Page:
Sometimes I wonder if the papers are specifically trying to legitimise being a rubbish romantic partner by misinterpreting scientific studies. Last month we had The Telegraph suggesting that fathers should leave parenting to the mother, today we’ve got The Daily Mail telling us that “Behind every successful man is a woman keeping out of the way” (no, I don’t know who’s supposed to be behind successful women, gay men or single men either).
Luckily, for once, the study this is based on is freely available online: Outsourcing Effort to Close Others by Gráinne Fitzsimons and Eli Finkel.
The researchers carried out three experiments, only one of which is actually relevant. Women were asked to think about how their partners supported them in achieving either their health goals or their career goals, answered a questionnaire about their fitness regime, then were then asked how committed they were to their partner. They found that women who thought about how their partner helped them with their fitness planned, on average, to spend less time on exercise, especially if the women were close to their partners.*
It’s modestly interesting, but it doesn’t suggest that “behind every successful man is a woman keeping out of the way” for a number of reasons.
First of all, it didn’t measure whether being supported actually made people less motivated. Thinking in depth about a partner’s support may make you less motivated, but the actual support doesn’t.
Secondly, this is only in the extreme short term. Women were asked to think about how their partner supports them, and then straight away asked what their fitness plans were. If this was a long term effect, all women who were close to their partners should have had low goals, not just the ones mulling over how they were supported.
Third, this data is only about women. It says nothing about men! There was another experiment involving men, but that didn’t measure how close the partners were or how much support they got.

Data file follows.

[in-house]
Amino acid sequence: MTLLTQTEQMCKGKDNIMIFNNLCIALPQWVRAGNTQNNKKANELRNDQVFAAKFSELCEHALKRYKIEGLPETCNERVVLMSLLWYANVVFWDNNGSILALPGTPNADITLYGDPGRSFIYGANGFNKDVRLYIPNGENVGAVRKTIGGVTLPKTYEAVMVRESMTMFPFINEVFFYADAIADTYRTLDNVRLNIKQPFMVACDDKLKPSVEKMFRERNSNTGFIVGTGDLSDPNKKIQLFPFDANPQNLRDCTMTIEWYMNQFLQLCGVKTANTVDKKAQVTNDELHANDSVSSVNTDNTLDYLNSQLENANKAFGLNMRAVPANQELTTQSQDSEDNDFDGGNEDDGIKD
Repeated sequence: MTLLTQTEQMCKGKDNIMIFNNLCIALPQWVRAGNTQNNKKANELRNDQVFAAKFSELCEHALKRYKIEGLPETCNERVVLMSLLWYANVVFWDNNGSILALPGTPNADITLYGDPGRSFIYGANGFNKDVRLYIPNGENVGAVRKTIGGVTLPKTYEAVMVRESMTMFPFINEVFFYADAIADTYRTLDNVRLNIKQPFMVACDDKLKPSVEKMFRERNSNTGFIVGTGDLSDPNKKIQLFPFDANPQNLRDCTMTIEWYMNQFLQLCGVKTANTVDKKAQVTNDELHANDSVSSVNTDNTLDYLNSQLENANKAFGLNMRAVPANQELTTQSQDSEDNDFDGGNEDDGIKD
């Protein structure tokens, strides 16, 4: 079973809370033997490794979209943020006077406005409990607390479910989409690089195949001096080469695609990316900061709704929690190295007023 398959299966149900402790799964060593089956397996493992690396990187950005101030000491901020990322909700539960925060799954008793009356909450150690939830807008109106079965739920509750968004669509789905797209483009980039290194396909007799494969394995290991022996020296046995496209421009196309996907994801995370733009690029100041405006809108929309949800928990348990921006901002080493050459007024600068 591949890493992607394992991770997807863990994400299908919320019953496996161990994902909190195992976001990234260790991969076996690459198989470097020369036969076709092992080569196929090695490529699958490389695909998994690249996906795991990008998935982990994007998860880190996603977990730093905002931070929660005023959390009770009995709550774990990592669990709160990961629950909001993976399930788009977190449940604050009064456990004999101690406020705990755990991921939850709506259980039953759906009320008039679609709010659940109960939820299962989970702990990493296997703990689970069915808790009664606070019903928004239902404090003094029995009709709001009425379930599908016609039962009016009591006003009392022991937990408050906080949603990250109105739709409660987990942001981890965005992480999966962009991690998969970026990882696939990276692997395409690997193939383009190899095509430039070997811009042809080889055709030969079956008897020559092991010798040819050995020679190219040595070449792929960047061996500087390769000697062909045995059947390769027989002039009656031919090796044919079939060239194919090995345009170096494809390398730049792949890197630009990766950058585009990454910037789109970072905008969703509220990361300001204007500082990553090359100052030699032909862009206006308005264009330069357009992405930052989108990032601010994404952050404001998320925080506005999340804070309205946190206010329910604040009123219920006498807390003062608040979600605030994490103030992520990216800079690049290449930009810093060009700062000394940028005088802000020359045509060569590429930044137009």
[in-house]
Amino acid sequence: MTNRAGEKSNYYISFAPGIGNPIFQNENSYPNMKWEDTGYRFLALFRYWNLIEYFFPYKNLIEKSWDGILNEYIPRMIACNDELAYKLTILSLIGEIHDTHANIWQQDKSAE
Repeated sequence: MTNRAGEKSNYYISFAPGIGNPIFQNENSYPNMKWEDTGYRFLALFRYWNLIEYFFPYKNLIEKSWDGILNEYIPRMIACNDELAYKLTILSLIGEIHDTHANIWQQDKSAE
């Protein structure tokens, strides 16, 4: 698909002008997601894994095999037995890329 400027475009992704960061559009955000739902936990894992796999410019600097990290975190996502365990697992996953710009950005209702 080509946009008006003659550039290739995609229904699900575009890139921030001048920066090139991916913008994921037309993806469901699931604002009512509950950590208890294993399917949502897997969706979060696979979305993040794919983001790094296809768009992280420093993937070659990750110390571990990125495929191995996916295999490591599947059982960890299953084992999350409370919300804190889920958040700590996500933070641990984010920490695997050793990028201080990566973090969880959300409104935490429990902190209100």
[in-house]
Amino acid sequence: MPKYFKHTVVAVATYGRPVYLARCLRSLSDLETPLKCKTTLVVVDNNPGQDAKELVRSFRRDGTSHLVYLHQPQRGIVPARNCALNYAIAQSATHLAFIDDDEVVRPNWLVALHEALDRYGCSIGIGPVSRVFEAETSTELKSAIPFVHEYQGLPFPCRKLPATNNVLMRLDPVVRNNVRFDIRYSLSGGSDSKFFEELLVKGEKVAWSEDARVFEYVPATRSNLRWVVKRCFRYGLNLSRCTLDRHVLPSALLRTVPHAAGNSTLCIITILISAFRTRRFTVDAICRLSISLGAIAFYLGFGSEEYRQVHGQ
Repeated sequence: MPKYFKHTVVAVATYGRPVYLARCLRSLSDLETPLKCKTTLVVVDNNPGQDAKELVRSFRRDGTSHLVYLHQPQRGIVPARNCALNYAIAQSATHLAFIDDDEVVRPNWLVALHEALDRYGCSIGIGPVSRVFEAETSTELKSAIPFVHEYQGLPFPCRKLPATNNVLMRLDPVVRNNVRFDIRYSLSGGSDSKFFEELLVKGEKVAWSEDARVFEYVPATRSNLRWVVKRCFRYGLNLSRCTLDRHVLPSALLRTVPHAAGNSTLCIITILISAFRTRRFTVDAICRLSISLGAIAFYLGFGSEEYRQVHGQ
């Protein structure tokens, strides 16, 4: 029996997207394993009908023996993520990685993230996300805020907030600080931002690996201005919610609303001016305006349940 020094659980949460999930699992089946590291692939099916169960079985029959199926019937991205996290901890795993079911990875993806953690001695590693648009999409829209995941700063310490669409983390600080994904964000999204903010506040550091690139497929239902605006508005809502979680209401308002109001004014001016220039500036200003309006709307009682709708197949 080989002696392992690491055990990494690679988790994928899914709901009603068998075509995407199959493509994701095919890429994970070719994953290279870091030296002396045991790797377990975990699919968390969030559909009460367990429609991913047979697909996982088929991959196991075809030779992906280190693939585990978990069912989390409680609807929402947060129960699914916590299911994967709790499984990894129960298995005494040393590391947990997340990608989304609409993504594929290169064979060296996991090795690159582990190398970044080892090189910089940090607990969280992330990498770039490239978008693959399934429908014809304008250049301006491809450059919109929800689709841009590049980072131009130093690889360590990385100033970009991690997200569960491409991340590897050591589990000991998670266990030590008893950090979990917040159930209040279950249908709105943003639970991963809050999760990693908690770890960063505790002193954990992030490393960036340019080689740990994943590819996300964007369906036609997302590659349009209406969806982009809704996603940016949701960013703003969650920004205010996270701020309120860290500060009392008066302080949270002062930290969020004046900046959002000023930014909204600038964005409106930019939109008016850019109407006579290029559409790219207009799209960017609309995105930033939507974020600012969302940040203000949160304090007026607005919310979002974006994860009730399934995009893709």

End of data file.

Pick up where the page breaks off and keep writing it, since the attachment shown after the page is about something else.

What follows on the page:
Fourth, it doesn’t measure success, it just measures how big the goals people are willing to set for themselves are. Of course, there’s no way of knowing whether they achieved these goals or not. The researchers suggest this might be caused by “outsourcing effort” – people relying on a partner to provide some of the motivation instead of having to do it all themselves.
Fifth, they found this “outsourcing” effect was overwhelmed by the other benefits of providing support – for example, “he watches the baby so I can get to the gym”.
Finally, the report itself quotes other studies which found that:
individuals who have romantic partners who are strongly supportive of their individual goal pursuits (e.g., in academics and fitness) feel more confident about their ability to achieve those goals and are ultimately more likely to achieve them than do individuals who have romantic partners who are less supportive (Brunstein, Dangelmayer, & Schultheiss, 1996; Feeney, 2004)
Partners who see the individual as already possessing his or her ideal characteristics, and who behave in ways that affirm those characteristics, tend to promote or facilitate the individual’s growth toward those ideal self goals (Drigotas, Rusbult, Wieselquist, & Whitton, 1999; Rusbult et al., 2010).
Thus, in addition to making individuals feel more positively about their relationships and more valuable and loved by their partners, supportive partners also help individuals achieve their goals (Brunstein et al., 1996)
In other words, the bulk of the science out there, including this study, shows the “shocking” truth that receiving support and motivation from ones partner (and indeed other close friends and family members) helps people achieve their goals. In short, the exact opposite of what The Mail suggests!
* The study is annoyingly short on numbers; though they do say the results were statistically significant, I don’t know to what level or how strong the correlation was. According to ScienceDaily, there were only 90 women involved, all of whom were selected anonymously online. Given how many factors were involved (there were three groups of women, and each was then divided up into smaller groups depending on how close they were to their partners), I’m not convinced you could get especially good data here, but I can’t find the numbers so I can’t be sure.